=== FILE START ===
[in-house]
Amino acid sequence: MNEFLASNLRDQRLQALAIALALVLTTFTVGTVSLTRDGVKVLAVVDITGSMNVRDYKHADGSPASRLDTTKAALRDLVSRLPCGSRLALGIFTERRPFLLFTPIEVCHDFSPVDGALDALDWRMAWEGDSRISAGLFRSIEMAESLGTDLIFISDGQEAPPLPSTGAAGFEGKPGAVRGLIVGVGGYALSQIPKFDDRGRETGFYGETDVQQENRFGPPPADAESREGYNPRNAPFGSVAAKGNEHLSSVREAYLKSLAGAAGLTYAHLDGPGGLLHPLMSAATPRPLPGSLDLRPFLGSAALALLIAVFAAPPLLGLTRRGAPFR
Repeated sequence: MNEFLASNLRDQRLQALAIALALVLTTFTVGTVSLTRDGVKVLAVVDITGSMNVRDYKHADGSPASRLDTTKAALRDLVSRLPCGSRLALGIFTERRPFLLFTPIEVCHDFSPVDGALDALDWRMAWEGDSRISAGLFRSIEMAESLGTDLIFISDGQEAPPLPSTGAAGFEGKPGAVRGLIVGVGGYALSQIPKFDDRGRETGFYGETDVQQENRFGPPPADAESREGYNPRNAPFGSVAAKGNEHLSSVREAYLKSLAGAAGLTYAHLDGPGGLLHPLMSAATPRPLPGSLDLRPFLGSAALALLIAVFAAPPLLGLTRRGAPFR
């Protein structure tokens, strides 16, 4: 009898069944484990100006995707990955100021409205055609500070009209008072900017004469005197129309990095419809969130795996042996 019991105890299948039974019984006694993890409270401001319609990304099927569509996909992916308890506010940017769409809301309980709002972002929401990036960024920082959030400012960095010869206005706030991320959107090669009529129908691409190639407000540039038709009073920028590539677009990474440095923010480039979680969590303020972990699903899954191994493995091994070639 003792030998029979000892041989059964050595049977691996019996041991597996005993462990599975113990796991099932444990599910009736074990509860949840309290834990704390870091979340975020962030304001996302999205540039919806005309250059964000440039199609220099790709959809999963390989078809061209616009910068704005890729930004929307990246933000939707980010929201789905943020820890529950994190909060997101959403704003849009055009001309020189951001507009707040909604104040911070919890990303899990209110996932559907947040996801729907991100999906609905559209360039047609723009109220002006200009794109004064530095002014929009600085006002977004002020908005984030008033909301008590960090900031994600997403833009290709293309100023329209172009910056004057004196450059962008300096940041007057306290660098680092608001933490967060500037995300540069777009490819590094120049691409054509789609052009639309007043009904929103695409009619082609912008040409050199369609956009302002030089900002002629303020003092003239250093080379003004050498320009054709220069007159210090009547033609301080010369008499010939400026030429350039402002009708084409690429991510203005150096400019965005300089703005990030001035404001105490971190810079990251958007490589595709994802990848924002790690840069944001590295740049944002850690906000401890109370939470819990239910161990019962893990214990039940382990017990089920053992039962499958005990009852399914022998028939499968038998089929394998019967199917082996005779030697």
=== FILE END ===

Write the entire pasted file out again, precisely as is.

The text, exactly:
[in-house]
Amino acid sequence: MNEFLASNLRDQRLQALAIALALVLTTFTVGTVSLTRDGVKVLAVVDITGSMNVRDYKHADGSPASRLDTTKAALRDLVSRLPCGSRLALGIFTERRPFLLFTPIEVCHDFSPVDGALDALDWRMAWEGDSRISAGLFRSIEMAESLGTDLIFISDGQEAPPLPSTGAAGFEGKPGAVRGLIVGVGGYALSQIPKFDDRGRETGFYGETDVQQENRFGPPPADAESREGYNPRNAPFGSVAAKGNEHLSSVREAYLKSLAGAAGLTYAHLDGPGGLLHPLMSAATPRPLPGSLDLRPFLGSAALALLIAVFAAPPLLGLTRRGAPFR
Repeated sequence: MNEFLASNLRDQRLQALAIALALVLTTFTVGTVSLTRDGVKVLAVVDITGSMNVRDYKHADGSPASRLDTTKAALRDLVSRLPCGSRLALGIFTERRPFLLFTPIEVCHDFSPVDGALDALDWRMAWEGDSRISAGLFRSIEMAESLGTDLIFISDGQEAPPLPSTGAAGFEGKPGAVRGLIVGVGGYALSQIPKFDDRGRETGFYGETDVQQENRFGPPPADAESREGYNPRNAPFGSVAAKGNEHLSSVREAYLKSLAGAAGLTYAHLDGPGGLLHPLMSAATPRPLPGSLDLRPFLGSAALALLIAVFAAPPLLGLTRRGAPFR
């Protein structure tokens, strides 16, 4: 009898069944484990100006995707990955100021409205055609500070009209008072900017004469005197129309990095419809969130795996042996 019991105890299948039974019984006694993890409270401001319609990304099927569509996909992916308890506010940017769409809301309980709002972002929401990036960024920082959030400012960095010869206005706030991320959107090669009529129908691409190639407000540039038709009073920028590539677009990474440095923010480039979680969590303020972990699903899954191994493995091994070639 003792030998029979000892041989059964050595049977691996019996041991597996005993462990599975113990796991099932444990599910009736074990509860949840309290834990704390870091979340975020962030304001996302999205540039919806005309250059964000440039199609220099790709959809999963390989078809061209616009910068704005890729930004929307990246933000939707980010929201789905943020820890529950994190909060997101959403704003849009055009001309020189951001507009707040909604104040911070919890990303899990209110996932559907947040996801729907991100999906609905559209360039047609723009109220002006200009794109004064530095002014929009600085006002977004002020908005984030008033909301008590960090900031994600997403833009290709293309100023329209172009910056004057004196450059962008300096940041007057306290660098680092608001933490967060500037995300540069777009490819590094120049691409054509789609052009639309007043009904929103695409009619082609912008040409050199369609956009302002030089900002002629303020003092003239250093080379003004050498320009054709220069007159210090009547033609301080010369008499010939400026030429350039402002009708084409690429991510203005150096400019965005300089703005990030001035404001105490971190810079990251958007490589595709994802990848924002790690840069944001590295740049944002850690906000401890109370939470819990239910161990019962893990214990039940382990017990089920053992039962499958005990009852399914022998028939499968038998089929394998019967199917082996005779030697």